You can sprint intervals, cycle in intervals, even incorporate resistance into your interval training. For those who want to try something new and different, a study published in the Journal of Sports and Conditioning Research looks at what you can achieve from interval training in an Olympic sized pool.
Scientists assigned 24 former competitive swimmers to swim freestyle intervals at 50 meter or 100 meter distances. The 50 meter swimmers did 12 to 16 bouts with 15 seconds of rest between each. The 100 meter swimmers did 6 to 8 bouts and got 30 seconds in between.
After 8 weeks of training, both interval distances improved 100 meter and 400 meter swimming performance with increased stroke length and greater maximal aerobic speed. There were no significant differences between groups, and 50 meter sprint times remained unchanged.
Depending on the goal you’re working toward, there are a number of different ways to structure a weight training workout. If you’re looking for a new program to change up a stale routine, consider the findings of a study published in the European Journal of Applied Physiology.
In random order, 34 men with weight training experienced were assigned to use a specific workout twice a week for 6 weeks. The strength workout was 4 sets of 6 reps using 85% of one rep max (1RM) with 900 seconds of total rest. The hypertrophy workout was 5 sets of 10 reps using 70% 1RM with 360 seconds rest. Cluster 1 consisted of 4 sets of 6/1 reps using 85% of 1RM with 1,400 seconds rest and cluster 2 was 4 sets of 6/1 reps using 90% of 1RM with 1,400 seconds of rest.
Compared to measurements taken before the intervention, the strength workout improved 1RM by an average of 12% and the cluster 2 routine racked up 13% more 1RM strength. These programs also provided more time under tension and greater impulse generation. For comparison, 1RM strength gains were 8% with the hypertrophy workout.
Protein helps rebuild muscle tissue from the breakdown of intense training. Rapidly digesting whey protein is popular post-workout to kick-start the recovery process, and slowly digesting casein can help keep the process going throughout the night while you sleep. An interesting study published in The Journal of Nutrition shows how both of these dairy proteins might help reduce caloric intake.
Researchers fed obese lab rats a high-fat control diet for 8 weeks before assigning them to an experimental diet. Some got whey protein where 26% of the calories came from whey with another 14% from egg white. Casein consuming rats got 26% of their calories from casein and another 14% from egg white. Another group got a combination where 13% of calories came from whey, 13% from casein and 14% from egg white.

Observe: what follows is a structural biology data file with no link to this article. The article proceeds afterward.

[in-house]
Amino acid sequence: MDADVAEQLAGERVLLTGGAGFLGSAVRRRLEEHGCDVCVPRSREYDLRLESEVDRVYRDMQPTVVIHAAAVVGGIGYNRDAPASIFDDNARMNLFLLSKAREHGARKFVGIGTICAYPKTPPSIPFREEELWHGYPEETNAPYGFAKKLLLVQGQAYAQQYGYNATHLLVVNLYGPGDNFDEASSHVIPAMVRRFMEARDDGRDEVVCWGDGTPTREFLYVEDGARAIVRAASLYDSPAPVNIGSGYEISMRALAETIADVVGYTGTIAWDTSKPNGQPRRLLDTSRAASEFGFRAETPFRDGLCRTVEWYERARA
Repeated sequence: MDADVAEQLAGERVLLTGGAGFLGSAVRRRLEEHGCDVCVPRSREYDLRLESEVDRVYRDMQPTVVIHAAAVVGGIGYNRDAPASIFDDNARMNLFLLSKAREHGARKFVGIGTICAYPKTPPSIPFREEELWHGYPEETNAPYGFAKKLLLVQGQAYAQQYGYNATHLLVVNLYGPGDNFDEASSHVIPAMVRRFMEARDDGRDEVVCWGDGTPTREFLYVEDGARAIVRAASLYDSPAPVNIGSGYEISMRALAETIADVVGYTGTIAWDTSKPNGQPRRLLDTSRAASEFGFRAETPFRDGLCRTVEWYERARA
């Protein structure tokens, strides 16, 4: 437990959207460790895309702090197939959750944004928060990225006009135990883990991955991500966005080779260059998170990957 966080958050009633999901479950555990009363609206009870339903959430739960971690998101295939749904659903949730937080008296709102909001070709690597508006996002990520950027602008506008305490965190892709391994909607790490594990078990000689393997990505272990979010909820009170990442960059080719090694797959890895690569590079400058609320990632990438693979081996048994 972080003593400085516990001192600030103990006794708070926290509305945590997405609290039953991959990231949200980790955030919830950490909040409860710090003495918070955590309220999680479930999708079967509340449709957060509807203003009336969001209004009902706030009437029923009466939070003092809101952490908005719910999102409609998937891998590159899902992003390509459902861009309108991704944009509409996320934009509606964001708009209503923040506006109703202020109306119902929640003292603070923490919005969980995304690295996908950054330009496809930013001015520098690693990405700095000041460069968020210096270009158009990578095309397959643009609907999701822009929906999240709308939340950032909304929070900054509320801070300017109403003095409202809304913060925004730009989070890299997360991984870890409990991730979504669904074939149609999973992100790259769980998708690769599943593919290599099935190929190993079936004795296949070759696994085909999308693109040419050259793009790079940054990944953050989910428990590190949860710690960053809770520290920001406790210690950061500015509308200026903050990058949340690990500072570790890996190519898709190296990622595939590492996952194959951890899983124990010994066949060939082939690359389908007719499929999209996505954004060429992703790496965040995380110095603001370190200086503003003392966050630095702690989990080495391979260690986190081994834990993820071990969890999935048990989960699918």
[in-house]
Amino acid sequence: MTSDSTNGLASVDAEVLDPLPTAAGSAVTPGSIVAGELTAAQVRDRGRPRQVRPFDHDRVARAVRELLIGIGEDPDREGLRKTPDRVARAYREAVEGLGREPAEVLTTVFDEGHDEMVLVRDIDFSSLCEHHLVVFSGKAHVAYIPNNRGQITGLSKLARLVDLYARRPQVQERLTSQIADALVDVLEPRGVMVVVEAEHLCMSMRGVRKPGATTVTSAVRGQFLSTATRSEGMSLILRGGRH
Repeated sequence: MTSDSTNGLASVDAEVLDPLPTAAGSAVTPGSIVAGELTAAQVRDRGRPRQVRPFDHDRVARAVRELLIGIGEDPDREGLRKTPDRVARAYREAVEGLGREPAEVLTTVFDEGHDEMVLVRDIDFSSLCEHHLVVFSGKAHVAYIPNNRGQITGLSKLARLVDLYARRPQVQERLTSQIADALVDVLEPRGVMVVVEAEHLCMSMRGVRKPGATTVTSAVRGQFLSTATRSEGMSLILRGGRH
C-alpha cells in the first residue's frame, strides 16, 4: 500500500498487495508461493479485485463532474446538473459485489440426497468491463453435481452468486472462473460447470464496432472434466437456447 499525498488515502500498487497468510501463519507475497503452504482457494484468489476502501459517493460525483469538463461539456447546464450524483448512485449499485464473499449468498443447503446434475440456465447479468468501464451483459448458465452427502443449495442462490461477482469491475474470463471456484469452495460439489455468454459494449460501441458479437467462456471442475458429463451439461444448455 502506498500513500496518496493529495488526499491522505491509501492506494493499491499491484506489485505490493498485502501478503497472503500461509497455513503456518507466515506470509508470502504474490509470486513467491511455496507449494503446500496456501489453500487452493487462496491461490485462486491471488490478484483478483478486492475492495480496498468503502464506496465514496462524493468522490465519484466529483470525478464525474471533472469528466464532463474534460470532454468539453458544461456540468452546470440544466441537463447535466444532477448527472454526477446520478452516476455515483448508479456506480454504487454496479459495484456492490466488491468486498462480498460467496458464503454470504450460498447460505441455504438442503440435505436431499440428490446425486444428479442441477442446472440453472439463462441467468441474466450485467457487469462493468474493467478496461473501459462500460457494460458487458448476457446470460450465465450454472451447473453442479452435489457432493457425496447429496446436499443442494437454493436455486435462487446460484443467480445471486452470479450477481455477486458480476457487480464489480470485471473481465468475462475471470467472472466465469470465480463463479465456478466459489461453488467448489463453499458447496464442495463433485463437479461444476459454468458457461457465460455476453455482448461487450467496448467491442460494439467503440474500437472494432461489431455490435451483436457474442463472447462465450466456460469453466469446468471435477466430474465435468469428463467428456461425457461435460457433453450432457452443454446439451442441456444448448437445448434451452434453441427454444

Food intake decreased by 17% to 37% during the first 2 weeks of a whey or casein protein diet. Fat mass was reduced by 21% to 28% with whey and between 17% and 33% with casein. The decrease in caloric intake was 18% to 34% during the first 4 days of the whey plus casein diet, and remained 30% on the 28th day of the protein diet.
As discussed in yesterday’s post, everyone’s a little unique in terms of how the body responds to diet and exercise. For some insight into how excess body fat might impact your transformation efforts, consider this study published in American Journal of Clinical Nutrition.
Researchers fed 10 normal weight, 10 overweight and 10 obese subjects 170 grams of lean pork containing 36 grams of protein and 3 grams of fat before collecting blood and muscle biopsy samples. Normal weight subjects showed a greater muscle protein synthesis response compared to overweight and obese subjects. This might contribute to a buildup of fat mass for those who already have more then they should.
Read more at Optimum Nutrition’s Blog (VISIT BLOG)
When you’re cutting calories, you’re likely to lose weight. But some of that weight is going to come from lost muscle mass rather than body fat. A study published in the journal Medicine & Science in Sports & Exercise suggests a tactic that can help preserve muscle mass while trying to shed body fat.
Researchers put overweight inactive women on a calorie restricted diet, enrolled them in an endurance exercise program or both protocols for just over 16 weeks. Calories were reduced by 10% to 20% and endurance exercise amounted to 7.4 hours a week for the exercise only group or 4.4 hours per week for the exercising calorie cutters.
All groups ended up losing around 7% of their original body weight, and the calorie restriction group lost about 2% muscle mass. The calorie reducing exercise group only lost around 1% muscle mass and the exercise only group didn’t lose any.
Read more at Optimum Nutrition’s Blog (Visit Blog)